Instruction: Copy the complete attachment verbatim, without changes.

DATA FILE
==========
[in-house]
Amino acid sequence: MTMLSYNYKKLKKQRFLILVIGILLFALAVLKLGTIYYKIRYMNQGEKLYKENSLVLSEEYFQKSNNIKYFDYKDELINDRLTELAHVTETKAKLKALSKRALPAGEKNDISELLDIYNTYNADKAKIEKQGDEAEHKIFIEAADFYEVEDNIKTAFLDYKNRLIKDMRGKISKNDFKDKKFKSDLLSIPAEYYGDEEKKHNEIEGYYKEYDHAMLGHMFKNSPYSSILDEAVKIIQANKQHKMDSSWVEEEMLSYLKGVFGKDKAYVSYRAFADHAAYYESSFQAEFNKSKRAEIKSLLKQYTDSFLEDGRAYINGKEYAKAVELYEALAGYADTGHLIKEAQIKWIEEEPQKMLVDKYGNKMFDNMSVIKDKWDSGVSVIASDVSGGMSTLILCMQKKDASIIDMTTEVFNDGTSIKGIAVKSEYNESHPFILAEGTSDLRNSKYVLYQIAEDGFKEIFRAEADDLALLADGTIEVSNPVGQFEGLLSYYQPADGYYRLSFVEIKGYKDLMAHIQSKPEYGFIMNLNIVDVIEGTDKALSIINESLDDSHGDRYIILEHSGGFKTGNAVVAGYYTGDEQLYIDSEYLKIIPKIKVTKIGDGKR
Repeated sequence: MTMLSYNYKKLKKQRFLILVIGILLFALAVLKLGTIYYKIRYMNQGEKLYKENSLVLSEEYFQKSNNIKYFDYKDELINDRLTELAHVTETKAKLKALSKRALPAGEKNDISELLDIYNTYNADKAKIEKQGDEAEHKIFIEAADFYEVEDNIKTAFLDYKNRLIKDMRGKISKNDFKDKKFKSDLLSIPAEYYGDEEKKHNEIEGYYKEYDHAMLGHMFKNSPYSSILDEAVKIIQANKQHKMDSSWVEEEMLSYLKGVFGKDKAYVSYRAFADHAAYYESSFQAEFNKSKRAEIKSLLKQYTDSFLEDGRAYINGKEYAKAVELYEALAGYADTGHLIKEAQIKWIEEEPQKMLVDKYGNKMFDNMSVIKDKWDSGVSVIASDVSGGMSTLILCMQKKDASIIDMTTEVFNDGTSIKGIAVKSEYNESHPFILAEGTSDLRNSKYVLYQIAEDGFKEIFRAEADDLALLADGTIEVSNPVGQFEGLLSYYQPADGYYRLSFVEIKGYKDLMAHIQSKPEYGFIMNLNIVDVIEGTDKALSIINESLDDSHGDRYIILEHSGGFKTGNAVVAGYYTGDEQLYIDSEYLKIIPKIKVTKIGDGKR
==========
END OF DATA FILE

[in-house]
Amino acid sequence: MTMLSYNYKKLKKQRFLILVIGILLFALAVLKLGTIYYKIRYMNQGEKLYKENSLVLSEEYFQKSNNIKYFDYKDELINDRLTELAHVTETKAKLKALSKRALPAGEKNDISELLDIYNTYNADKAKIEKQGDEAEHKIFIEAADFYEVEDNIKTAFLDYKNRLIKDMRGKISKNDFKDKKFKSDLLSIPAEYYGDEEKKHNEIEGYYKEYDHAMLGHMFKNSPYSSILDEAVKIIQANKQHKMDSSWVEEEMLSYLKGVFGKDKAYVSYRAFADHAAYYESSFQAEFNKSKRAEIKSLLKQYTDSFLEDGRAYINGKEYAKAVELYEALAGYADTGHLIKEAQIKWIEEEPQKMLVDKYGNKMFDNMSVIKDKWDSGVSVIASDVSGGMSTLILCMQKKDASIIDMTTEVFNDGTSIKGIAVKSEYNESHPFILAEGTSDLRNSKYVLYQIAEDGFKEIFRAEADDLALLADGTIEVSNPVGQFEGLLSYYQPADGYYRLSFVEIKGYKDLMAHIQSKPEYGFIMNLNIVDVIEGTDKALSIINESLDDSHGDRYIILEHSGGFKTGNAVVAGYYTGDEQLYIDSEYLKIIPKIKVTKIGDGKR
Repeated sequence: MTMLSYNYKKLKKQRFLILVIGILLFALAVLKLGTIYYKIRYMNQGEKLYKENSLVLSEEYFQKSNNIKYFDYKDELINDRLTELAHVTETKAKLKALSKRALPAGEKNDISELLDIYNTYNADKAKIEKQGDEAEHKIFIEAADFYEVEDNIKTAFLDYKNRLIKDMRGKISKNDFKDKKFKSDLLSIPAEYYGDEEKKHNEIEGYYKEYDHAMLGHMFKNSPYSSILDEAVKIIQANKQHKMDSSWVEEEMLSYLKGVFGKDKAYVSYRAFADHAAYYESSFQAEFNKSKRAEIKSLLKQYTDSFLEDGRAYINGKEYAKAVELYEALAGYADTGHLIKEAQIKWIEEEPQKMLVDKYGNKMFDNMSVIKDKWDSGVSVIASDVSGGMSTLILCMQKKDASIIDMTTEVFNDGTSIKGIAVKSEYNESHPFILAEGTSDLRNSKYVLYQIAEDGFKEIFRAEADDLALLADGTIEVSNPVGQFEGLLSYYQPADGYYRLSFVEIKGYKDLMAHIQSKPEYGFIMNLNIVDVIEGTDKALSIINESLDDSHGDRYIILEHSGGFKTGNAVVAGYYTGDEQLYIDSEYLKIIPKIKVTKIGDGKR